### Chapter 3. Probability: Contingency Tables

### Interpreting Contingency Tables

Contingency tables

A common way of summarizing the measurements of two *categorical *variables is with the use of a *contingency table*.

The contingency table below summarizes the sample data of #200# individuals whose blood was tested in order to determine their blood group and rhesus type:

A | B | AB | O | Total | |

Rhesus #+# | #68# | #18# | #6# | #76# | #\blue{168}# |

Rhesus #-# | #12# | #4# | #2# | #14# | #\blue{32}# |

Total | #\blue{80}# | #\blue{22}# | #\blue{8}# | #\blue{90}# | #\orange{200}# |

#\phantom{0}#

The row and column totals of a contingency table are located in the *margins *(edges) of the table and are therefore referred to as #\blue{\textbf{marginal totals}}#.

The total number of observations used to construct a contingency table is called the #\orange{\textbf{grand total}}# and is found in the bottom-right corner of the table.

#\phantom{0}#

The absolute frequencies displayed in a contingency table can be transformed into proportions and in turn interpreted as probabilities.

#\phantom{0}#

Interpreting Proportions as Probabilities

To transform the absolute frequencies of a contingency table into proportions, divide each cell in the table by the total number of observations. The resulting table is commonly referred to as a *proportion table*.

#\phantom{0}#

A | B | AB | O | Total | |

Rhesus #+# | #\purple{0.34}# | #\purple{0.09}# | #\purple{0.03}# | #\purple{0.38}# | #\blue{0.84}# |

Rhesus #-# | #\purple{0.06}# | #\purple{0.02}# | #\purple{0.01}# | #\purple{0.07}# | #\blue{0.16}# |

Total | #\blue{0.40}# | #\blue{0.11}# | #\blue{0.04}# | #\blue{0.45}# | #1# |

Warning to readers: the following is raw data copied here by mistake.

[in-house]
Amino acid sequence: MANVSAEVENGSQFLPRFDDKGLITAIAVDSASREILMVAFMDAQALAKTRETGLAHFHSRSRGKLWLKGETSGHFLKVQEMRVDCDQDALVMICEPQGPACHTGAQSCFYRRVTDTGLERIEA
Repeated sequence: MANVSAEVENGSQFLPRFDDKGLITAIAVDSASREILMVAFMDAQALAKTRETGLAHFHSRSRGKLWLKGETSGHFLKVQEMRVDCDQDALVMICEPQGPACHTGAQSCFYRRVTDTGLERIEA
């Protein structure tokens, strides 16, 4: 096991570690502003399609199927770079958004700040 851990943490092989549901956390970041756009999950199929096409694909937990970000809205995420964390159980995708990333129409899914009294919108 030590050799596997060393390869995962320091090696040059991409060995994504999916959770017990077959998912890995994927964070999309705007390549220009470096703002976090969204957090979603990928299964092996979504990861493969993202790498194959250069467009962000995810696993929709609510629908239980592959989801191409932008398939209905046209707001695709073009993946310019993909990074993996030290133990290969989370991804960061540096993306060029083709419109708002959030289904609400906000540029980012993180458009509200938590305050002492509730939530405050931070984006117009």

#\phantom{0}#

The proportions in the margins of a proportion table are called #\blue{\textbf{marginal probabilities}}# and tell us the probability of a *single* event occurring.

For instance, the probability of randomly selecting a person with *blood group B* from this sample would be #0.11#:

\[\mathbb{P}(B) = 0.11\]

Similarly, the probability of randomly selecting a person with a *positive rhesus factor* would be #0.84#:

\[\mathbb{P}(Rh+) = 0.84\]

The proportions located in the center block of a proportion table are called #\purple{\textbf{joint probabilities}}# and tell us the probability of the *intersection* of two events occurring.

For instance, the probability of randomly selecting a person that has both *blood group O *and* a negative rhesus factor* would be #0.07#:

\[\mathbb{P}(O \cap Rh-)=0.07\]

Similarly, the probability of randomly selecting a person that has both *blood group A *and a *positive rhesus factor* would be #0.34#:

\[\mathbb{P}(A \cap Rh+) = 0.34\]

Cat | Dog | Bird | Total | |

Male | #36# | #50# | #6# | #92# |

Female | #54# | #49# | #5# | #108# |

Total | #90# | #99# | #11# | #200# |

Cat | Dog | Bird | Total | |

Male | #0.18# | #0.25# | #0.03# | #0.46# |

Female | #0.27# | #0.245# | #0.025# | #0.54# |

Total | #0.45# | #0.495# | #0.055# | #1# |

**Pass Your Math**independent of your university. See pricing and more.

Or visit omptest.org if jou are taking an OMPT exam.